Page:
Scurvy is a disease accompanied by a depraved state of the blood, attributed to improper diet, assisted by bad air and mental depression. It is generally cured by a good mixed and fresh diet. Sound potatoes, and other vegetables containing salts of potash, are said to prevent it; but as a substitute for these, lemon juice, when much salt food is used, has been found very efficacious, and it is therefore always provided for the use of the Royal Navy, which, though once dreadfully afflicted with this disease, is now nearly exempt from it ; a result mainly attributable to a great and general improvement in discipline, ventilation, and diet.
This disease was very prevalent and destructive in England before the general cultivation of the potato, and it became again a common disease among the poor in several parts of the country, when the extensive potato-blight occurred in 1846. At that time Dr. Baly remarked, that the military prisoners at Millbank, dieted like the other prisoners, except that they had no potatoes, were alone attacked by scurvy on that occasion, and when potatoes were supplied to them the disease ceased. It is probable that the citric and tartaric acids existing in the potato are combined with the nutriment in such a manner as to be peculiarly adapted to the blood, since the potato is found even more advantageous in many cases of scurvy than lemons and oranges. I dwell on this point because it proves that small variations in diet are capable of producing vast effects on health, and that but for a fair and full distribution of the fruits of the earth, disease would be far more destructive than at present; and by neglect of small points in the diet of the poor, maladies from depraved blood would be now as rife and terrible as in the darker ages. The method by which potatoes are dried, so as to be fit to form part of ship-store, is an important invention, and highly valuable to sailors, since they may thus obtain in any climate a dish of mash-potatoes with the help of a little warm water.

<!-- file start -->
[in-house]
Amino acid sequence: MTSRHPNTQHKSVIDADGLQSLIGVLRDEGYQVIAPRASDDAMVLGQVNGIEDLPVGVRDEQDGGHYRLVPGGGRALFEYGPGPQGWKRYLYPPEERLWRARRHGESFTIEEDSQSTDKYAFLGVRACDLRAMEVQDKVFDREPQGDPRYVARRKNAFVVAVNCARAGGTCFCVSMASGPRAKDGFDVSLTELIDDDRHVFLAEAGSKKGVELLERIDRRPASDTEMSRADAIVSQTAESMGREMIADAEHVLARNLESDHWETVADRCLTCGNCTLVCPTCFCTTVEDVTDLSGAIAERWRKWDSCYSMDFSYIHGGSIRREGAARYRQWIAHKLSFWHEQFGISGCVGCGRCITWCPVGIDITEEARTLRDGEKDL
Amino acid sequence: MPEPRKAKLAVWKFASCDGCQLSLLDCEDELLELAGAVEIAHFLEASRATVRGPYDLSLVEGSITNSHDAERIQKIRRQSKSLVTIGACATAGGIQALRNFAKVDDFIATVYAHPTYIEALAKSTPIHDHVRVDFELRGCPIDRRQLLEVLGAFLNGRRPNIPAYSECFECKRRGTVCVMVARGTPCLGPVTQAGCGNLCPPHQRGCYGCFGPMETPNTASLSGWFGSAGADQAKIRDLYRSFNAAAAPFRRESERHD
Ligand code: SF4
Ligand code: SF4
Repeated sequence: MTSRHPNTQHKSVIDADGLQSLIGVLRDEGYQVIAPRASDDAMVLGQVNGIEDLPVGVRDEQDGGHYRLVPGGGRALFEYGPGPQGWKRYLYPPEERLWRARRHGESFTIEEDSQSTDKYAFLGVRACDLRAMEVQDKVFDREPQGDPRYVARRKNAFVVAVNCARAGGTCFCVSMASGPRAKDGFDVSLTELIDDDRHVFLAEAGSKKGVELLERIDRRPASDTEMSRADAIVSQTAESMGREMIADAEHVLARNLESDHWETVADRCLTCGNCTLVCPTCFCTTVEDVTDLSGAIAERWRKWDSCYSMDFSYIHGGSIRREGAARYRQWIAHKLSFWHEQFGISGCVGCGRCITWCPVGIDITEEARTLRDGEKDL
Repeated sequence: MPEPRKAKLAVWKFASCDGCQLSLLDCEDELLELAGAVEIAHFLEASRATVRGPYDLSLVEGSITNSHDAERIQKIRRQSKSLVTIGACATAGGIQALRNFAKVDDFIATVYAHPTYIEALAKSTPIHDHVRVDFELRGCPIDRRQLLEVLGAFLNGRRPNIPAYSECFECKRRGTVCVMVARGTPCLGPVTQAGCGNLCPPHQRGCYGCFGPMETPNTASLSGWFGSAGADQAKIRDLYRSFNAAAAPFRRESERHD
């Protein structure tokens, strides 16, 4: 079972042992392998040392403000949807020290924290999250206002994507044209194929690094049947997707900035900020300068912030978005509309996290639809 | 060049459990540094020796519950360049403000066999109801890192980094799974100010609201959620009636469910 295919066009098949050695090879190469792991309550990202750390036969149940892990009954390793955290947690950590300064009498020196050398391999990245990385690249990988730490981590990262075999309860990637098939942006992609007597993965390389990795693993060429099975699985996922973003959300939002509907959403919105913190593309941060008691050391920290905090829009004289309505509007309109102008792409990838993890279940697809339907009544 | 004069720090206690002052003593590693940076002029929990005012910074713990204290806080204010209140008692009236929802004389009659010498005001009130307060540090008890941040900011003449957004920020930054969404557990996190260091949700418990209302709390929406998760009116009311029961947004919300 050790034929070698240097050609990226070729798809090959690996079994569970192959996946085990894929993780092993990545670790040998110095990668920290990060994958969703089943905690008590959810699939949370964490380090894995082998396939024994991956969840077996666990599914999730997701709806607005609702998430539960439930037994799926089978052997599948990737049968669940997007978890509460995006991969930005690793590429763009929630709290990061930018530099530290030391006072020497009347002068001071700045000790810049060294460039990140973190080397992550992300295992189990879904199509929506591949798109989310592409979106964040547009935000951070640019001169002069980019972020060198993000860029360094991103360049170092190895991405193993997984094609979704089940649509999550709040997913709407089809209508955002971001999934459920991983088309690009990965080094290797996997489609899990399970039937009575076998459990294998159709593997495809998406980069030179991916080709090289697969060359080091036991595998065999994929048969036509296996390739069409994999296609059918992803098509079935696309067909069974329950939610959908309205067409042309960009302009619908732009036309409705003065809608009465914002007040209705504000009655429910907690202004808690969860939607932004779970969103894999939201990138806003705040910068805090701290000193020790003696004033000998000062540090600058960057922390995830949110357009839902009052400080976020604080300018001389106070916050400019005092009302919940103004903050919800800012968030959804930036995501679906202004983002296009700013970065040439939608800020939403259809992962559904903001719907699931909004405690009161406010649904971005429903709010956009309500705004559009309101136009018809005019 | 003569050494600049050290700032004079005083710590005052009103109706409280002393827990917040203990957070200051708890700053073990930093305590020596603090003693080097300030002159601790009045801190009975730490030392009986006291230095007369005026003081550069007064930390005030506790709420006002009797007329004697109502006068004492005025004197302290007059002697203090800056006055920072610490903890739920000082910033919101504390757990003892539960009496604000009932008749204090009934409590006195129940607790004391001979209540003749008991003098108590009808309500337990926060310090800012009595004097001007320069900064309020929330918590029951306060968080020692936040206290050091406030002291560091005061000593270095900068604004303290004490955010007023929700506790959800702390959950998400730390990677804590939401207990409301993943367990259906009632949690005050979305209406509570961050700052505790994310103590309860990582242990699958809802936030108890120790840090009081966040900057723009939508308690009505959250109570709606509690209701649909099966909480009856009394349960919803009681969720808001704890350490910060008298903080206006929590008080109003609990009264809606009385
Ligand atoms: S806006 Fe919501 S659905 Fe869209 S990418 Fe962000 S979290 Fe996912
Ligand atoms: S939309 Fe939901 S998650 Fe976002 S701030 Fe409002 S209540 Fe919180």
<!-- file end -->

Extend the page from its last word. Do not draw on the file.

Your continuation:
Observing the benefit resulting from the use of phosphate of soda in certain depraved conditions of the blood, I think it probable that this salt would be of great service in scurvy. The proper dose would be from ten to thirty grains a day. As scurvy arises from salted meat in the absence of fresh meat and vegetables, the theory of its cause and cure almost resolves itself into a chemical problem. All animals need salt, since it furnishes ingredients for the blood, and is essential to digestion and secretion. How, then, is salted meat injurious? Simply from the circumstance that, in salting meat, the common salt takes the place of the soluble phosphates of the flesh, while these phosphates, so requisite for the production of healthy blood and sound flesh, are almost entirely removed from the flesh into the brine. It becomes then important to discover some better plan of preserving meat. By the exclusion of air, as by filling tin cases with meat, and then soldering them, meat may be preserved for years. The best plan is to make a real concentration of the animal juices, as in portable soup. What is generally sold under this name, is but a gelatinous mass of very little value as nourishment. The following is the method of preparing this soup, or extract of meat, abridged from Liebig:— Chop very fine one pound of lean beef; mix it well with an equal weight of cold water; slowly heat the mixture to boiling; after boiling briskly a minute or two, strain through coarse linen. Salt and flavour according to taste, and tinge it with roasted onion or burnt sugar. This, when concentrated by slow evaporation, is a dark soft mass, half an ounce of which in a pint of water, makes a strong well-flavoured soup.
Source: Health, Disease and Remedy, George MooreFiled under Remedy | Tags: blood, deficiency, diet, extract of meat, lemon, lemon juice, meat, moore, onion, phosphate of soda, potash, potatoes, scurvy, soup, sugar | Comment (0)